KCNQ3

The potassium voltage-gated channel, KQT-like subfamily, member 3 (KCNQ3) gene, located on chromosome 8q24, encodes four alpha subunits of the potassium channel. However, the four KCNQ3 alpha subunits can also interact with alpha subunits produced from the KCNQ2 gene to form a more functional potassium channel that transmits a much stronger M-current. KCNQ3 mutations are seen in self-limited familial neonatal epilepsy .

KCNT1

The potassium channel, subfamily T, member 1 (KCNT1) gene, located on chromosome 9q34.3, encodes a sodium-activated potassium channel subunit. Mutations in KCNT1 are found in more severe forms of autosomal dominant nocturnal frontal lobe epilepsy and in epilepsy of infancy with migrating focal seizures.

LARGE

The like-glycosyltransferase gene is located on chromosome 22q12.3. The protein encoded by this gene is important for glycosylation of α-dystroglycan, and therefore for the cytoskeleton. LARGE gene abnormalities can cause Walker-Warburg syndrome - cobblestone lissencephaly, eye abnormality and myopathy.

LGI1

The leucine-rich, glioma inactivated 1 (LGI1) gene, located on chromosome 10q24, encodes a protein called leucine-rich, glioma inactivated 1 (Lgi1) or epitempin. This function of this gene product is as yet unknown. Mutations in LGI1 are found in autosomal dominant epilepsy with auditory features.

LIS1

(also known as PAFAH1B1) The platelet activating factor acetylhydrolase 1b regulatory subunit 1 (PAFAH1B1) gene, also known as the lissencephaly 1 (LIS1) gene, is located on chromosome 17p13.3. The protein encoded by this gene is a subunit of a complex called platelet activating factor acetyl hydrolase 1B. This regulates the level of platelet activating factor (PAF), which is important for normal microtubular function, and for neuronal migration in the developing brain. LIS1 (PAFAH1B1) gene abnormalities can cause lissencephaly - either in isolation, or as part of Miller Dieker syndrome.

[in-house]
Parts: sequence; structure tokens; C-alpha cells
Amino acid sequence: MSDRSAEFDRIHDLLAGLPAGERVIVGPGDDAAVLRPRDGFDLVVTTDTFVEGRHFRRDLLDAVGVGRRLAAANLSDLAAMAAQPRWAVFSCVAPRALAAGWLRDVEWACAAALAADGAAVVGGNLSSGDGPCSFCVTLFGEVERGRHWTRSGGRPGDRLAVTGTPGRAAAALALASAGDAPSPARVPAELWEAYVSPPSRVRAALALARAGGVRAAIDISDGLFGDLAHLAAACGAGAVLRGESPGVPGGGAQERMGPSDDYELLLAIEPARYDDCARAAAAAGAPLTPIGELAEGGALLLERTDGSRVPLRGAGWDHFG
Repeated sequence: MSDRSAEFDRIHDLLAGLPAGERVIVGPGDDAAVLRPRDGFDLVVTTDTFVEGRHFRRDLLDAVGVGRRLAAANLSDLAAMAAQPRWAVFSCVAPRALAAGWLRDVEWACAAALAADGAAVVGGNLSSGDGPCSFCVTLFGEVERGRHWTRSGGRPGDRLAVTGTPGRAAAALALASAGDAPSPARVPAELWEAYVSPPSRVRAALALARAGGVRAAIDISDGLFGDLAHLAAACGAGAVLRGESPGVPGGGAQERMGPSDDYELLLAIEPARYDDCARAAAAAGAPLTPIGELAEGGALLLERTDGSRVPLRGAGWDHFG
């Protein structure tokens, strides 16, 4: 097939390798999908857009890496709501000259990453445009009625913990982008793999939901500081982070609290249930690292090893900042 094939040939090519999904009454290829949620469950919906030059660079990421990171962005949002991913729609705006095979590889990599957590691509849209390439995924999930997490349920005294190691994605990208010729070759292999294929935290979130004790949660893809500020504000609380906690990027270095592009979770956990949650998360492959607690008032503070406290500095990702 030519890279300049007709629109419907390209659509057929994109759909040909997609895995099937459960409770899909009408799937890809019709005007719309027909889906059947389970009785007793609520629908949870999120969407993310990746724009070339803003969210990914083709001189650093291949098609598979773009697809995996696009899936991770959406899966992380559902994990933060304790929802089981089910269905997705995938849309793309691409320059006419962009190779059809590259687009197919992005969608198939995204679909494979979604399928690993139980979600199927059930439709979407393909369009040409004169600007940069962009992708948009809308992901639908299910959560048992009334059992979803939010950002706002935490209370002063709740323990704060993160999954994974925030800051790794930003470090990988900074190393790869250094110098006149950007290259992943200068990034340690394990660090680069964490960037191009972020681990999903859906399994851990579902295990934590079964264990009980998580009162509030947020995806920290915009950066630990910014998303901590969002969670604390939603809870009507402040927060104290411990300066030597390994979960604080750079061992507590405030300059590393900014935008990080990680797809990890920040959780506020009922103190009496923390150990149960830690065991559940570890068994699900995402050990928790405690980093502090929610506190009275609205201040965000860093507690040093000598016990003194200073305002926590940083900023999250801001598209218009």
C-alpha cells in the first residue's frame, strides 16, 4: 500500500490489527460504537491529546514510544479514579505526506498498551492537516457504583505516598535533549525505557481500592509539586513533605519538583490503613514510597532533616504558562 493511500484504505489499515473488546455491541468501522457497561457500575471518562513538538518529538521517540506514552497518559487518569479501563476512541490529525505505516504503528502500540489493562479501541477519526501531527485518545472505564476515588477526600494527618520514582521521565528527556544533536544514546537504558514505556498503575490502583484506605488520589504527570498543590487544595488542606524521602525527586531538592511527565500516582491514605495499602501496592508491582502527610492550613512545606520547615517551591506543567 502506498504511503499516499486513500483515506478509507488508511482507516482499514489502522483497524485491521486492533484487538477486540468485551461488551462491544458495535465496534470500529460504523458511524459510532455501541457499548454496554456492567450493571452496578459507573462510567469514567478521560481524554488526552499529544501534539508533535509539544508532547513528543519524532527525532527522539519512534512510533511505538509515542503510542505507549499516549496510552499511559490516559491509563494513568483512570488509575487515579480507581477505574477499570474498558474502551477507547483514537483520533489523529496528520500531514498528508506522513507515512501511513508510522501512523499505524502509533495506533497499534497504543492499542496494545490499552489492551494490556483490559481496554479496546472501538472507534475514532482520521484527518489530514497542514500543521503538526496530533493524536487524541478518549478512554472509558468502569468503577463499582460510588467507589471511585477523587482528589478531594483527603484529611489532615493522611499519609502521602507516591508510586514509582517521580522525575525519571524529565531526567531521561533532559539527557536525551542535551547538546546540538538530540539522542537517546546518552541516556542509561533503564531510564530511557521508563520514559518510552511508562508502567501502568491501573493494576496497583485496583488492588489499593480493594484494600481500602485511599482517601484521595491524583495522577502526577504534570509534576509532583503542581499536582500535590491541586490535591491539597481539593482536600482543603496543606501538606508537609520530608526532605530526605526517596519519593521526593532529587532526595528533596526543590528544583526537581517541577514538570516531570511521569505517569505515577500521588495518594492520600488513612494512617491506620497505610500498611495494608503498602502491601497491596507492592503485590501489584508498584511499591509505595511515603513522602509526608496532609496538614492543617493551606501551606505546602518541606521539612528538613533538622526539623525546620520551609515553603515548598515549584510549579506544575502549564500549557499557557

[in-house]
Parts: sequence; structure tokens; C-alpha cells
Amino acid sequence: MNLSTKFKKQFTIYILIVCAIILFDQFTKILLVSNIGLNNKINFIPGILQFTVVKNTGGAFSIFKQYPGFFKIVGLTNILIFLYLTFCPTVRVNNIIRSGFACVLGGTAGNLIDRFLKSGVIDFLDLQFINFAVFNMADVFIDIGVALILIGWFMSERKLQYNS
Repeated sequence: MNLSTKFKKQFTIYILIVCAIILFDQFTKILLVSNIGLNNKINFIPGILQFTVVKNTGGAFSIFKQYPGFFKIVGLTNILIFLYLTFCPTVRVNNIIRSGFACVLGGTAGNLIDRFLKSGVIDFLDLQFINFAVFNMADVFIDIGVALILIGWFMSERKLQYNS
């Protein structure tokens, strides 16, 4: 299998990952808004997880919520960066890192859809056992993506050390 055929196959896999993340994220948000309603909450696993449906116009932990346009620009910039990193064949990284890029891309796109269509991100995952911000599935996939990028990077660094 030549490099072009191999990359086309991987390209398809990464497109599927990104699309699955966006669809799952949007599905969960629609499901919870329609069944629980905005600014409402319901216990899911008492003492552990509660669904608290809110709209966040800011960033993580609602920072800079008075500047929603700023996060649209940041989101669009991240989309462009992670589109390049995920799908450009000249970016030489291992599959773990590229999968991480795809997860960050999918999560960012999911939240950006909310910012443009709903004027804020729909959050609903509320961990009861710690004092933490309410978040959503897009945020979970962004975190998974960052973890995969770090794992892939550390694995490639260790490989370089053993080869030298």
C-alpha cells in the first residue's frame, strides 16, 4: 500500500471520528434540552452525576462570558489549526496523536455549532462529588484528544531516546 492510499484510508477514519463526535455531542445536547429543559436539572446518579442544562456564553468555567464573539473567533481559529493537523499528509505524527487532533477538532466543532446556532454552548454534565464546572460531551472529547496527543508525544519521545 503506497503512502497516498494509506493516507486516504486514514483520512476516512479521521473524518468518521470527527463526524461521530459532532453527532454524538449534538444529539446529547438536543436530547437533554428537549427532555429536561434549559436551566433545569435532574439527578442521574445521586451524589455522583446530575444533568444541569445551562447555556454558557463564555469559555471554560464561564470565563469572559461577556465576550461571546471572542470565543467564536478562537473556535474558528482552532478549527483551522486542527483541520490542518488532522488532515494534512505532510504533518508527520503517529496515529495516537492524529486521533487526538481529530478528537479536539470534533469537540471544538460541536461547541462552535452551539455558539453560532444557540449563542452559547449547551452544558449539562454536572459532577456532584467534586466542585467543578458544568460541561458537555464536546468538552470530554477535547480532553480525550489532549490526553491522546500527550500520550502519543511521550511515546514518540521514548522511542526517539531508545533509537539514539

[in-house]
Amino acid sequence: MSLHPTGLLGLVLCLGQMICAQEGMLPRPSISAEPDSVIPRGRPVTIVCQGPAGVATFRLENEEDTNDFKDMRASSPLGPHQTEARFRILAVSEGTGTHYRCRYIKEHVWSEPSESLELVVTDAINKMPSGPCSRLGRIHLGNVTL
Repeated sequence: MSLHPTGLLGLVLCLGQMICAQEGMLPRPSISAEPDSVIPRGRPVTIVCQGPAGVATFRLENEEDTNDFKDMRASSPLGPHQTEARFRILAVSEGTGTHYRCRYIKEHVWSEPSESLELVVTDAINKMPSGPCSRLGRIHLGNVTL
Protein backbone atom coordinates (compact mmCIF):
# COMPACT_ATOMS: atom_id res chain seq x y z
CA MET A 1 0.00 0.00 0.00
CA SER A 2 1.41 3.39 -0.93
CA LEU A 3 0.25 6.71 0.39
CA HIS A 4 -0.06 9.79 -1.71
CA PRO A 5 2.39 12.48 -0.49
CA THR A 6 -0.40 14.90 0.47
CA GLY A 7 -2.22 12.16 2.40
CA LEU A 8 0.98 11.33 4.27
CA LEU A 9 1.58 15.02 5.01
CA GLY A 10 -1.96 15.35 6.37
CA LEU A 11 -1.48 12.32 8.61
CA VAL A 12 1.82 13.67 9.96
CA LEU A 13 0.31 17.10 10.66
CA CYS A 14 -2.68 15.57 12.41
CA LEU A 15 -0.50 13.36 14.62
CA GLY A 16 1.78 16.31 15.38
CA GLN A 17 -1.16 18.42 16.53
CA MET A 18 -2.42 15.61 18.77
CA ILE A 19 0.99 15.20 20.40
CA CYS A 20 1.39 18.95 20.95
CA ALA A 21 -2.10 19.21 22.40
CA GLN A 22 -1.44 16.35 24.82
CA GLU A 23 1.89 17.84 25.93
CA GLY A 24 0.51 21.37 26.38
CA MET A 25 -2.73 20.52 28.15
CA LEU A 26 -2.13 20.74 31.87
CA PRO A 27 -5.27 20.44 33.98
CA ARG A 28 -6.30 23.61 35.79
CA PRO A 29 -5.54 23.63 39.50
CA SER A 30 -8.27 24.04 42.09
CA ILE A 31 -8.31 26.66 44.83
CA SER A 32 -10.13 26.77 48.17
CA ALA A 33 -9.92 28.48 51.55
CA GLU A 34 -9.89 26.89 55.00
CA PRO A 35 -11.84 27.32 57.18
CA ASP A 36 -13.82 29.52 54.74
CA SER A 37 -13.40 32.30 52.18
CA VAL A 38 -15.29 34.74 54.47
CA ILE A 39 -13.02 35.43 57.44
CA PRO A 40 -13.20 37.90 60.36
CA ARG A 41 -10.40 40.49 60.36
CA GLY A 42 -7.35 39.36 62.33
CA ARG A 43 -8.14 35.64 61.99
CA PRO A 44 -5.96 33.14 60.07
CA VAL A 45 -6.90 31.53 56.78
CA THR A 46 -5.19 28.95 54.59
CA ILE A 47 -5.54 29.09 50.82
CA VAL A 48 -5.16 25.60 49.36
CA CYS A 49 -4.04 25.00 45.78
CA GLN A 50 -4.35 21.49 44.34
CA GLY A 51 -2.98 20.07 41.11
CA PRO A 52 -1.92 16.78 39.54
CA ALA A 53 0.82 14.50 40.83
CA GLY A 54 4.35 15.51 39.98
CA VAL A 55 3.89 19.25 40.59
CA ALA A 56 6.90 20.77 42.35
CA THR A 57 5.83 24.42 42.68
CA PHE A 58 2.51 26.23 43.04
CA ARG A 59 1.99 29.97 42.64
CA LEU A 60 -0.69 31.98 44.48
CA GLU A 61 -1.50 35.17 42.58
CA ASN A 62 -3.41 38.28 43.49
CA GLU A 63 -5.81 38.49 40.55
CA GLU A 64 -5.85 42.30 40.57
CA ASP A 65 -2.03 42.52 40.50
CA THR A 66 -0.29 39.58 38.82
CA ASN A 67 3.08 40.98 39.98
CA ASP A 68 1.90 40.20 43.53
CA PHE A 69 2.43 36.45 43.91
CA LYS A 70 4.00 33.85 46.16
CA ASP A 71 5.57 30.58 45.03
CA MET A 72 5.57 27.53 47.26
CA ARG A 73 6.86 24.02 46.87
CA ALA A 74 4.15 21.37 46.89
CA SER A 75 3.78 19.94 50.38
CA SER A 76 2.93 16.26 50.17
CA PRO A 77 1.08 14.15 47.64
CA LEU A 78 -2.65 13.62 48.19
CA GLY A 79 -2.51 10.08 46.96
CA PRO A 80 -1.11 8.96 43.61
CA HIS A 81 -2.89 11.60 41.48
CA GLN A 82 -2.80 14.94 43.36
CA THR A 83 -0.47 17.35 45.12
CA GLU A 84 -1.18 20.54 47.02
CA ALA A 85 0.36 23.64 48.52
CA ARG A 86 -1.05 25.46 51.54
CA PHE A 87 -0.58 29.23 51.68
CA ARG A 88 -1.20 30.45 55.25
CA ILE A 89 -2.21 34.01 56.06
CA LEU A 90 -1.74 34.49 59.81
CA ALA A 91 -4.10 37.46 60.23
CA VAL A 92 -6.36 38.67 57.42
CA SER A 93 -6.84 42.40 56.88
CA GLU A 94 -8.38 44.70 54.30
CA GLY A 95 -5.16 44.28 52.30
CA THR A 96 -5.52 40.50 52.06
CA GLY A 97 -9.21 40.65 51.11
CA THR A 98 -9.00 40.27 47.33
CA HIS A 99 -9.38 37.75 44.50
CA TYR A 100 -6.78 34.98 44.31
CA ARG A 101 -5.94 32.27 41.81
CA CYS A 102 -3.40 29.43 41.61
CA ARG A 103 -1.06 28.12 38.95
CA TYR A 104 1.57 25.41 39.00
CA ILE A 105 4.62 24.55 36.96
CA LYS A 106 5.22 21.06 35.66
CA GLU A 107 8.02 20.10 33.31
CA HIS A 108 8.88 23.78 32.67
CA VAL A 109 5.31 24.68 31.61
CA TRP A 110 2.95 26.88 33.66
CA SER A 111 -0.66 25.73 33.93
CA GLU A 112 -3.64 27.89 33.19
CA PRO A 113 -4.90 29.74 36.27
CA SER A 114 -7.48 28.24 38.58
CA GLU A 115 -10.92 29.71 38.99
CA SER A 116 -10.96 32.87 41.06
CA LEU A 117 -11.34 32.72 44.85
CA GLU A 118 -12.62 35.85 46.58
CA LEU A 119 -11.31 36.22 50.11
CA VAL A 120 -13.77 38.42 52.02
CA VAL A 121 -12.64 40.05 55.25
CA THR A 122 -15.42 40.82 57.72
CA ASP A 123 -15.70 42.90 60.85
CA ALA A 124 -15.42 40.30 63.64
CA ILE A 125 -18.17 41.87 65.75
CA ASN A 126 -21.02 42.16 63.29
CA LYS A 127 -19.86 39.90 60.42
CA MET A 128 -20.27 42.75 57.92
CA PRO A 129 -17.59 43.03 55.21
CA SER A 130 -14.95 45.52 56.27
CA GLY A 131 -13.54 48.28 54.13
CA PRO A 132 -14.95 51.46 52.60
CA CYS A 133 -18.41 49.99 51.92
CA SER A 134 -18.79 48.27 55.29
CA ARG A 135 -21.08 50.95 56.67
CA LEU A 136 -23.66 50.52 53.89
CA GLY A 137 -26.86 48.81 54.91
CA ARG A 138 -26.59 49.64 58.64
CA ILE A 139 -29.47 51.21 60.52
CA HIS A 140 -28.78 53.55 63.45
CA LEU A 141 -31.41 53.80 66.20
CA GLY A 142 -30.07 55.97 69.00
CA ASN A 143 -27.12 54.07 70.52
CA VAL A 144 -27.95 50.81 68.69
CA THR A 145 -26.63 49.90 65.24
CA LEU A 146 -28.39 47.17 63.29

MECP2

The methyl CpG binding protein 2 (MECP2) gene, located on chromosome Xq28, is responsible for the gene product MeCP2 protein. This protein plays an important role at synapses and may help regulate gene expression, but its exact function is unknown.

  • A duplication of MECP2 results in MECP2 duplication syndrome - with intellectual impairment, developmental delay and epilepsy.
  • Mutations in MECP2 are known to cause MECP2-related severe neonatal encephalopathy - neonates are males with microcephaly, movement disorders, breathing problems, and epilepsy.
  • Eight particular mutations in MECP2 are responsible for nearly half of cases of PPM-X syndrome - affected individuals have psychiatric disorders, epilepsy, intellectual impairment and movement disorder (typically Parkinsonism). Males with this syndrome are more severely affected than females.
  • More than 300 mutations in the MECP2 gene have been identified in females with Rett syndrome. In patients with Rett syndrome, epilepsy is seen in 80% of cases and is intractable in 30%. Generalized seizure types including generalized convulsive, atypical absence, atonic, tonic and myoclonic seizures are recognized to occur in Rett syndrome.
  • MECP2 mutations have also been reported in individuals with severe X-linked intellectual impairment, autism and a Rett-Angelman syndrome phenotype.

NPRL3

The NPR3-like, GATOR1 complex subunit gene is located on chromosome 16p13.3. The protein encoded by this gene contributes to the function of the GATOR 1 complex, inhibiting mTORC1 signaling, therefore controlling cell growth and differentiation. NPRL3 gene abnormalities have been found in patients with focal cortical dysplasia, including in familial cases.

PCDH19